11 October 2011

Man and Lee

As I mentioned yesterday, I made a trip to Salem, Massachusetts to see an exhibit at the Peabody Essex Museum. "Man Ray | Lee Miller: Partners in Surrealism" examines the tumultuous relationship between the two artists and shows how they influenced and inspired each other's work.

Photo by Michele.

Lee Miller is a favourite photographer of mine whose work is usually overshadowed (unfairly) by Man Ray's yet it is difficult to discuss her work without mentioning his so having a shared exhibit on the two makes sense. 

In 1929 Lee, an American model bored with just posing for the camera, arrived in Paris ready to embark on a new chapter in her life. The story goes that she tracked down the well-known Man in a bar and announced "
My name is Lee Miller, and I’m your new student." Man told her that he didn't have students and besides he was leaving for Biarritz the next day. Lee boldly announced "So am I." Lee became his student and soon took on the roles of muse and lover as well.

Theirs was not an easy relationship; during their three years together they
fought often over love and work (there is at least one image in the exhibit that both c
laimed as theirs) and when Lee left him, a devastated Man continued to include her image in his art for years. Yet their partnership resulted in an amazing body of work that exemplified Surrealism.

"Portrait of Lee Miller" Man Ray (1929)

"Lee Miller" Man Ray (1930)

Many of Man's best works feature Lee as the subject matter and for a good reason. She was simply stunning (Lee was considered by many to be the most beautiful woman in Paris). Lee's influence on Man's work went beyond just portraits of her. In one of his most famous paintings, "Observatory Time: The Lovers," a giant pair of Lee's red lips are seen floating in the sky. And "Indestructible Object" is a metronome featuring a photograph of Lee's eye whose instructions state it should be destroyed with a hammer (the one on display at the exhibit is a replica; art students took Man Ray for his word and destroyed the original in 1957).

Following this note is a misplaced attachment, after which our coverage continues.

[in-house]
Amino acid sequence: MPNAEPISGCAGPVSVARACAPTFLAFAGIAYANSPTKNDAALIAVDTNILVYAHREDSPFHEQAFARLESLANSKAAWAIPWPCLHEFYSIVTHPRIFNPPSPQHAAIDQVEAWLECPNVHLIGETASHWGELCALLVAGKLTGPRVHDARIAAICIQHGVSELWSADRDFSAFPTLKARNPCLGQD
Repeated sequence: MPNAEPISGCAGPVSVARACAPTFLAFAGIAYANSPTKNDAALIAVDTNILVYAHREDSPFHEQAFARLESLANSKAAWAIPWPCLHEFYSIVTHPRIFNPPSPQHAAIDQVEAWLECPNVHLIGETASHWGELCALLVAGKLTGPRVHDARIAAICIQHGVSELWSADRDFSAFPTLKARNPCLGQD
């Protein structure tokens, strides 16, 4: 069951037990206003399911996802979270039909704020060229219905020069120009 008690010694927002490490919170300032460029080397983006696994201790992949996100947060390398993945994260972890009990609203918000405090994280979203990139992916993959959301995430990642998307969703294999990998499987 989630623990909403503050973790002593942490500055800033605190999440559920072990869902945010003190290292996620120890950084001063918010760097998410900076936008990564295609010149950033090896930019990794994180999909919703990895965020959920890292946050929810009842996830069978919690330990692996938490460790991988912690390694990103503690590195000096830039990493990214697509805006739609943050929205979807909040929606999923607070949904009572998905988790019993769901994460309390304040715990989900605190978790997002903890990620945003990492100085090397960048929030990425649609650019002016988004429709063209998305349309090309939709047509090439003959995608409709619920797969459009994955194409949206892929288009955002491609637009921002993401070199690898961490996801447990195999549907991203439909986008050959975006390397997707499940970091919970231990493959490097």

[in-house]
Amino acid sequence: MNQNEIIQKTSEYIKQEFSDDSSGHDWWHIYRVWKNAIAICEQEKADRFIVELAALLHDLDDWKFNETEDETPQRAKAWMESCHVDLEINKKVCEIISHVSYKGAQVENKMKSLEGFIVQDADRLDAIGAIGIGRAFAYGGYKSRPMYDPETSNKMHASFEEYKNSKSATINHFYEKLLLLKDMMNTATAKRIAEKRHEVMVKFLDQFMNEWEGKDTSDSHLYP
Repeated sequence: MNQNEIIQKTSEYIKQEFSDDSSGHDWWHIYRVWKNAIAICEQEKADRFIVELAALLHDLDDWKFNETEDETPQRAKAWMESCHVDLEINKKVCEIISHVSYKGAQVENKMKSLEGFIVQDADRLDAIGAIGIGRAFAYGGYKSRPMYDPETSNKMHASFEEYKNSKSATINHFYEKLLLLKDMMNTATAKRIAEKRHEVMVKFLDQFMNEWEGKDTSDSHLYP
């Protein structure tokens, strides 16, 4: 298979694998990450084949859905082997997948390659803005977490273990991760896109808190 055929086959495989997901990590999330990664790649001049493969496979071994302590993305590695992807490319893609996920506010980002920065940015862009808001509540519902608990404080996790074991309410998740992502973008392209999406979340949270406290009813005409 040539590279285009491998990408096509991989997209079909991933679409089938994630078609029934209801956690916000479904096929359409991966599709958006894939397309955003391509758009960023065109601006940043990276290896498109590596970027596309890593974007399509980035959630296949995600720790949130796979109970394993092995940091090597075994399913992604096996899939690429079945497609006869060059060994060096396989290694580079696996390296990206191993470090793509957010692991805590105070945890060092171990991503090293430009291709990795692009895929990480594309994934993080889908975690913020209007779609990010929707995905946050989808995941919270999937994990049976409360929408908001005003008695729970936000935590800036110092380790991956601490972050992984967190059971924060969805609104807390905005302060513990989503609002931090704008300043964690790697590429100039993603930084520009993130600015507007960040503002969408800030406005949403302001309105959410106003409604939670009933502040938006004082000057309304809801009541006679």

"Rat Tails" Lee Miller (1930)

"Untitled" (Exploding Hand)" Lee Miller (1930)

I do like Man's work but if anything, this exhibit justified for me why I prefer Lee's. Whereas Man worked in the studio, Lee went out and found her subject matter in the street. She was able to look at common things like a shop door or a group of rats and give them a surrealist touch. Her photographs seem more real to me, which is probably why Lee made such a great photojournalist later during the war.

Man Ray and Lee Miller later in life.

Although I loved all of the photographs, perhaps my favourite piece in the exhibit was a letter Man wrote to Lee right before his death. It ends, "I am pinned down in my little retreat— can not walk and my doctor seems to try out all the pills on the market to which I am completely allergic. But not to my loves— like you. I mean I love you.” 

The exhibit is at the Peabody Essex Museum through December 4, 2011.

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